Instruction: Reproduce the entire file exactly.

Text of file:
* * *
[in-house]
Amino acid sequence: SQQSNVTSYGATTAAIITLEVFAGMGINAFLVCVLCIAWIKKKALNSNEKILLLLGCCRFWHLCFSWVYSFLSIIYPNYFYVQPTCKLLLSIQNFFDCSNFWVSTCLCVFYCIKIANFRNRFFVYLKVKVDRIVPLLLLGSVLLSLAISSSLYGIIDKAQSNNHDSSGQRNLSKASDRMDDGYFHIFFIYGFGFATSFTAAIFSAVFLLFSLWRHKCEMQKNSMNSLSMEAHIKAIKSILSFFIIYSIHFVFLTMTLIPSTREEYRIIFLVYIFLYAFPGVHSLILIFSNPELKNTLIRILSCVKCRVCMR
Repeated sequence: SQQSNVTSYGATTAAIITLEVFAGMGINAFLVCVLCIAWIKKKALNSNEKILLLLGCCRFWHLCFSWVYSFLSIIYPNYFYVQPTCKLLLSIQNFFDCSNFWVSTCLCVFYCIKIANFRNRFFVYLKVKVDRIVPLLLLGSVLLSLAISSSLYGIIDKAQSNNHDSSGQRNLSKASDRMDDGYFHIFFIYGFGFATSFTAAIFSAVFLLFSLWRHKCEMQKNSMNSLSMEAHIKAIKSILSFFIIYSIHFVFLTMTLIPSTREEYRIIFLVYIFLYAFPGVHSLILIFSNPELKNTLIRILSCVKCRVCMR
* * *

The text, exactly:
[in-house]
Amino acid sequence: SQQSNVTSYGATTAAIITLEVFAGMGINAFLVCVLCIAWIKKKALNSNEKILLLLGCCRFWHLCFSWVYSFLSIIYPNYFYVQPTCKLLLSIQNFFDCSNFWVSTCLCVFYCIKIANFRNRFFVYLKVKVDRIVPLLLLGSVLLSLAISSSLYGIIDKAQSNNHDSSGQRNLSKASDRMDDGYFHIFFIYGFGFATSFTAAIFSAVFLLFSLWRHKCEMQKNSMNSLSMEAHIKAIKSILSFFIIYSIHFVFLTMTLIPSTREEYRIIFLVYIFLYAFPGVHSLILIFSNPELKNTLIRILSCVKCRVCMR
Repeated sequence: SQQSNVTSYGATTAAIITLEVFAGMGINAFLVCVLCIAWIKKKALNSNEKILLLLGCCRFWHLCFSWVYSFLSIIYPNYFYVQPTCKLLLSIQNFFDCSNFWVSTCLCVFYCIKIANFRNRFFVYLKVKVDRIVPLLLLGSVLLSLAISSSLYGIIDKAQSNNHDSSGQRNLSKASDRMDDGYFHIFFIYGFGFATSFTAAIFSAVFLLFSLWRHKCEMQKNSMNSLSMEAHIKAIKSILSFFIIYSIHFVFLTMTLIPSTREEYRIIFLVYIFLYAFPGVHSLILIFSNPELKNTLIRILSCVKCRVCMR